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ERIC Number: EJ1104333
Record Type: Journal
Publication Date: 2016-Jun
Pages: 19
Abstractor: As Provided
ISSN: EISSN-1545-4517
#MarchOnRome: Of Alterity, Social Media, and Marching Bands
Abramo, Joseph
Action, Criticism, and Theory for Music Education, v15 n3 p113-131 Jun 2016
In this online ethnography, I studied marching band identity by examining marching band enthusiasts' and music educators' responses on music teacher professional forums, Twitter, blogs, and other online media, to sports commentator Jim Rome's tweets describing marching band members as "dorks." Using a framework of alterity--or the otherness that complements identity--and a methodology of social constructionist discourse analysis, I found that social media users: 1) claimed that they were proud to be "band dorks"; 2) argued that Rome's comments fit into a narrative of jocks harassing band geeks; 3) asserted that there are many proponents of marching band, and that it appeals to a general population; and 4) addressed Rome's tweet in order to critically reflect on marching bands' roles in society and education. Theme four was infrequent. Educators may pay careful attention to how alterity and the "imagined Other" play a role in music student identity, student motivation, advocacy efforts, and how they participate in social media. [This paper was presented at the 9th International Symposium on the Sociology of Music Education (2015).]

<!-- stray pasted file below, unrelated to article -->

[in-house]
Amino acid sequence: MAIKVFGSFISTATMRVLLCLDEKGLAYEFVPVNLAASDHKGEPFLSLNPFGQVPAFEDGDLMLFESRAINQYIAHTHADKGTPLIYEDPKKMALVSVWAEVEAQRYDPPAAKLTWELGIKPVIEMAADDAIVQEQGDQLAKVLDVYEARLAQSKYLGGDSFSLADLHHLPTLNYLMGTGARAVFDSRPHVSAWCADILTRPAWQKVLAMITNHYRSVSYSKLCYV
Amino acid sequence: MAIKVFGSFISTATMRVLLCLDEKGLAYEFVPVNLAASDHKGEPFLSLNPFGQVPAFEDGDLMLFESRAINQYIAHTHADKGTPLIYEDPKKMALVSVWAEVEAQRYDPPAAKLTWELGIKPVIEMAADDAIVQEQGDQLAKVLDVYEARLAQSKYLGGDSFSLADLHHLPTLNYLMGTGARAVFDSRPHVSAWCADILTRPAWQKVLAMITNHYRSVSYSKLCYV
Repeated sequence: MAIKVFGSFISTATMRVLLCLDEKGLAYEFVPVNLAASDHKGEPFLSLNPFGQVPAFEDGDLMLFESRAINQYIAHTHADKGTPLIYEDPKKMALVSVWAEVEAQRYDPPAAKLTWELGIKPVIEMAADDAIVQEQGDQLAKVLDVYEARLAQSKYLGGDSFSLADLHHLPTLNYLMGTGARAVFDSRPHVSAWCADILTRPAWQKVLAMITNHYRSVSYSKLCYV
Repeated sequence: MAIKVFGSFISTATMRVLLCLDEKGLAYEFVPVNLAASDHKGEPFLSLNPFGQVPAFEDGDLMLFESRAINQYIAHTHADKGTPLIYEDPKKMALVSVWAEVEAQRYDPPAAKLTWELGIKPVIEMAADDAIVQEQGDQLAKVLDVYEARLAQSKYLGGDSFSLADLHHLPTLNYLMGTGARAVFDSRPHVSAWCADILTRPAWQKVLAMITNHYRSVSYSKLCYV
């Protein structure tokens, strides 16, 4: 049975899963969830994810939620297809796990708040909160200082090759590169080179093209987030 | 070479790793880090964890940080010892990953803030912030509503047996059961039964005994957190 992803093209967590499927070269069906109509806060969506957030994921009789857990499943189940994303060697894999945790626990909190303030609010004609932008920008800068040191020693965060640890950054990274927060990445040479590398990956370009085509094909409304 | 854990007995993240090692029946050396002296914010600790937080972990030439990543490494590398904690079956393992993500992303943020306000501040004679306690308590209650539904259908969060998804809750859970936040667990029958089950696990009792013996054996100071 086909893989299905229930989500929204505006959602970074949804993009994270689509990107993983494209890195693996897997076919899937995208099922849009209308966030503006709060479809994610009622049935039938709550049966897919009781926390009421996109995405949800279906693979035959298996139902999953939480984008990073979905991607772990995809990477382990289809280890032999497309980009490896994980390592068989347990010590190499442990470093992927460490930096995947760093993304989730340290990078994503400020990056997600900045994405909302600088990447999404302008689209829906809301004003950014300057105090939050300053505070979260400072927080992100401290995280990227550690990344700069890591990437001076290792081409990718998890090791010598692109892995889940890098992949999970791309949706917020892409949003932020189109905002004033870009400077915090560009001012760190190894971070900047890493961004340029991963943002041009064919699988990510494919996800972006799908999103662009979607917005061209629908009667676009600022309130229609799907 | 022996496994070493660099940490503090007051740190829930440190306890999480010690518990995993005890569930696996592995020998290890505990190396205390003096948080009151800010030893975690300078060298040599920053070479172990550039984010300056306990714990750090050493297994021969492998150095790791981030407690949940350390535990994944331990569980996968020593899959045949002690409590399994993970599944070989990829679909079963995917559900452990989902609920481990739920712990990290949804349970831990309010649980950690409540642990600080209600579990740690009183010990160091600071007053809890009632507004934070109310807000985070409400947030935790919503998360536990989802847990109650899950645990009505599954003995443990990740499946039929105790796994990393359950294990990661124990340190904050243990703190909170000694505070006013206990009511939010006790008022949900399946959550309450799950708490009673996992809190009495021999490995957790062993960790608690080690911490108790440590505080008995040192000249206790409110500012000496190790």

MayDay Group. Brandon University School of Music, 270 18th Street, Brandon, Manitoba R7A 6A9, Canada. Tel: 204-571-8990; Fax: 204-727-7318; Web site:
Publication Type: Journal Articles; Reports - Research; Speeches/Meeting Papers
Education Level: Higher Education; Postsecondary Education
Audience: N/A
Language: English
Sponsor: N/A
Authoring Institution: N/A
Grant or Contract Numbers: N/A